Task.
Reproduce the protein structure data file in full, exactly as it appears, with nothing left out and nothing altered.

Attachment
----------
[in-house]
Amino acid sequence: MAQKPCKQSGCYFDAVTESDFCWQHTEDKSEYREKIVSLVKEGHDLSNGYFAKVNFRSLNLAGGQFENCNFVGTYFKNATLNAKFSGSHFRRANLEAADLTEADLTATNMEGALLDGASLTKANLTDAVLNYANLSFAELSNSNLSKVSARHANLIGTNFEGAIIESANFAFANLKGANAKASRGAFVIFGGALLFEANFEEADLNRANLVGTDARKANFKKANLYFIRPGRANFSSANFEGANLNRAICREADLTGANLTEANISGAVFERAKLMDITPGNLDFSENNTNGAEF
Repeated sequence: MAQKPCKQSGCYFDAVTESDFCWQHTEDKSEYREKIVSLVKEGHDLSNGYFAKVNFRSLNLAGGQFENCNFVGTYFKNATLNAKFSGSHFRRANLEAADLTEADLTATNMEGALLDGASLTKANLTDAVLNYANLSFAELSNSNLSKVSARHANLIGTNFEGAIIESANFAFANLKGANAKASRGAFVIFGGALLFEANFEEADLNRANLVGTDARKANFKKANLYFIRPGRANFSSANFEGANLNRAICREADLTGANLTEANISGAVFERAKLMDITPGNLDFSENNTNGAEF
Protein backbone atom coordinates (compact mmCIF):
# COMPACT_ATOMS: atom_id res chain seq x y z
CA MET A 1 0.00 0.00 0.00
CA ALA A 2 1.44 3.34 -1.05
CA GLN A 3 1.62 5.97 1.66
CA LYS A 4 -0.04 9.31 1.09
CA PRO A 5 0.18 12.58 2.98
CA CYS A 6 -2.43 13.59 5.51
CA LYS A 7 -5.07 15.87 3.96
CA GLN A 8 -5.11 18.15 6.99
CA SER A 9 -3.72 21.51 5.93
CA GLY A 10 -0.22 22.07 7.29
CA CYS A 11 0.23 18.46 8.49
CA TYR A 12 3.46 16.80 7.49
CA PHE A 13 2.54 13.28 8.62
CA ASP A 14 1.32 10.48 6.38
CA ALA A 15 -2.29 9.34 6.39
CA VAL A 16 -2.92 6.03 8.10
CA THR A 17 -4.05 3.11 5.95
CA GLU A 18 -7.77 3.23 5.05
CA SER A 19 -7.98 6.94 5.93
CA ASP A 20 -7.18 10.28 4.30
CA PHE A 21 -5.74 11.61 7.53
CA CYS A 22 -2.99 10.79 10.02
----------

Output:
[in-house]
Amino acid sequence: MAQKPCKQSGCYFDAVTESDFCWQHTEDKSEYREKIVSLVKEGHDLSNGYFAKVNFRSLNLAGGQFENCNFVGTYFKNATLNAKFSGSHFRRANLEAADLTEADLTATNMEGALLDGASLTKANLTDAVLNYANLSFAELSNSNLSKVSARHANLIGTNFEGAIIESANFAFANLKGANAKASRGAFVIFGGALLFEANFEEADLNRANLVGTDARKANFKKANLYFIRPGRANFSSANFEGANLNRAICREADLTGANLTEANISGAVFERAKLMDITPGNLDFSENNTNGAEF
Repeated sequence: MAQKPCKQSGCYFDAVTESDFCWQHTEDKSEYREKIVSLVKEGHDLSNGYFAKVNFRSLNLAGGQFENCNFVGTYFKNATLNAKFSGSHFRRANLEAADLTEADLTATNMEGALLDGASLTKANLTDAVLNYANLSFAELSNSNLSKVSARHANLIGTNFEGAIIESANFAFANLKGANAKASRGAFVIFGGALLFEANFEEADLNRANLVGTDARKANFKKANLYFIRPGRANFSSANFEGANLNRAICREADLTGANLTEANISGAVFERAKLMDITPGNLDFSENNTNGAEF
Protein backbone atom coordinates (compact mmCIF):
# COMPACT_ATOMS: atom_id res chain seq x y z
CA MET A 1 0.00 0.00 0.00
CA ALA A 2 1.44 3.34 -1.05
CA GLN A 3 1.62 5.97 1.66
CA LYS A 4 -0.04 9.31 1.09
CA PRO A 5 0.18 12.58 2.98
CA CYS A 6 -2.43 13.59 5.51
CA LYS A 7 -5.07 15.87 3.96
CA GLN A 8 -5.11 18.15 6.99
CA SER A 9 -3.72 21.51 5.93
CA GLY A 10 -0.22 22.07 7.29
CA CYS A 11 0.23 18.46 8.49
CA TYR A 12 3.46 16.80 7.49
CA PHE A 13 2.54 13.28 8.62
CA ASP A 14 1.32 10.48 6.38
CA ALA A 15 -2.29 9.34 6.39
CA VAL A 16 -2.92 6.03 8.10
CA THR A 17 -4.05 3.11 5.95
CA GLU A 18 -7.77 3.23 5.05
CA SER A 19 -7.98 6.94 5.93
CA ASP A 20 -7.18 10.28 4.30
CA PHE A 21 -5.74 11.61 7.53
CA CYS A 22 -2.99 10.79 10.02